In order to create an effecting landing page, you need solid structure. Here are the main ingredients you will need to build an effective landing page and generate more conversions:

1. Main Headline

  • Top of the page
  • Compelling. E.g State Farm Insurance – “See why 40 million drivers trust us”
  • Sole purpose is to capture interest and get people reading more

2. Related sub-heading

  • This should support and further explain the promise/ message in your main header
  • It should get people to keep looking
  • Keep it short and sweet. A couple sentences is usually enough to maintain interest.

3. Differentiation

  • Provide a bulleted list of attributes/ features that make your product/service better than the competition
  • Outline how your solution solves the reader’s problem

4. Visual Testament

  • Embed a photo or video that shows real-life customers benefiting from your offering
  • Distill comfort in the fact that your product will solve their problem

5. Call-to-Action

  • This is most critical element of the landing page
  • Be clear and concise
  • Display the CTA prominently (above the fold)
  • Make it clear what the person is signing up for

6. Testimony

  • At the bottom of the page include actual client testimony (include profile image), or a list of current clients to build credibility


Always make sure the content you are including on your landing pages is relevant to the anchor text and search queries linking to them. In other words, make sure the content and purpose of the page is mapped directly to the keywords linking to them. This way, you will be delivering targeted traffic to your pages, increase your chances of converting, and reduce those nasty unwanted bounce rates.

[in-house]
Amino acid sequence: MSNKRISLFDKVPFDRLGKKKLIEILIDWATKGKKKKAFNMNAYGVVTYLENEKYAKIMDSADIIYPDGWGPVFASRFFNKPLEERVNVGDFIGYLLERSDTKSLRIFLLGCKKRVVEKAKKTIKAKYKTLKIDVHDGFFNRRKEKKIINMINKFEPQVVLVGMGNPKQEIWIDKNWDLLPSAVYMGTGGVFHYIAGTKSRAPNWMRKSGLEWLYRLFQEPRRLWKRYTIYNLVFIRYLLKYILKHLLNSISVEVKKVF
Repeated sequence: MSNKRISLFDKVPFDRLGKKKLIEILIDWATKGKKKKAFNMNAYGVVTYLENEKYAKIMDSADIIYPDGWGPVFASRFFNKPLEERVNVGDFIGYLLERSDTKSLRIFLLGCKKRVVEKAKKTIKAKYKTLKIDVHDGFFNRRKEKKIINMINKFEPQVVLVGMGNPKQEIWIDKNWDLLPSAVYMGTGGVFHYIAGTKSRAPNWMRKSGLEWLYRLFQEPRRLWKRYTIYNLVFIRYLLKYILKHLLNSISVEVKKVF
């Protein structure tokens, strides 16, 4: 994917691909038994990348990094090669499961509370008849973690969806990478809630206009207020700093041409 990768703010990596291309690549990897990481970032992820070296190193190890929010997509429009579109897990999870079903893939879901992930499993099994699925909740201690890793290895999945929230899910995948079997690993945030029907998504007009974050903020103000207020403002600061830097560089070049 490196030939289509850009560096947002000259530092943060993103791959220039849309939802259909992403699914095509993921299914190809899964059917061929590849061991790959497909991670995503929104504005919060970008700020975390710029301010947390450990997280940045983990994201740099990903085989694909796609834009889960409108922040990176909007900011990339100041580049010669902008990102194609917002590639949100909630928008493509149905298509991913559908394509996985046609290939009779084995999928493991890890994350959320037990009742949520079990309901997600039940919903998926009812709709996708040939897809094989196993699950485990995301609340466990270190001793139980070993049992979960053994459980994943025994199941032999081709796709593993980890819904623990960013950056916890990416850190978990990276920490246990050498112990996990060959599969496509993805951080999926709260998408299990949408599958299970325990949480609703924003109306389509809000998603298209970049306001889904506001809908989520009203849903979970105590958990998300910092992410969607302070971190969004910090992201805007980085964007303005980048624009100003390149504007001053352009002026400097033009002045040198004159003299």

Also, check out Unbounce’s 7 elements of a winning landing page for a template landing page design and further best practices.

Let me know you thoughts????

Long-tail search refers to online searches that include three or more keywords. These search strings are typically very targeted. And, there is a reason for this.

Today, there is so much competition for every type of keyword you could imagine, or more specifically, for those short-tail keywords. For example, imagine if you did a Google search for the keyword phrase, “Titleist drivers” (golf product), you would be hit with thousands of search results, many of which wouldn’t be directly relevant to you. Now, try “Titleist D4 Drivers less than $300”. Your search results will be considerably less, and that is because you have use a long-tail search, that is very targeted, with additional search parameters. 

Today, online searchers usually know exactly what they are looking for, and with search engine algorithms being more advanced than ever, they can type in targeted search queries without having to open the advanced search bar!

What does this mean?

Anyone wishing to rank online needs to be aware of the potential of optimizing for long-tail search. 


Because it is the key to attracting targeted traffic. When your customers, or readers, type in a targeted search phrase and land on your page, Google has put them there for a reason, the landing page is optimized for that search query. And, we both know, targeted traffic leads to higher conversion rates. 

Another point to note here is that long-tail keywords attract less competition. Meaning you have a greater chance of ranking highly in SERPs when using long-tail keywords. This is crucial when you consider that 90% of search traffic is gained on the first search page. For example, the search phrase “digital marketing” attracts 987 million search results. The search phrase “types of digital marketing” delivers only 46,900,000 search results, still a lot, but considerably less than the first search phrase. Keep this in mind when you are thinking of blog content.

Remember, for less-competitive, highly targeted traffic, think about incorporating long-tail keywords into your digital marketing strategy.

SEO: Search Engine Optimization.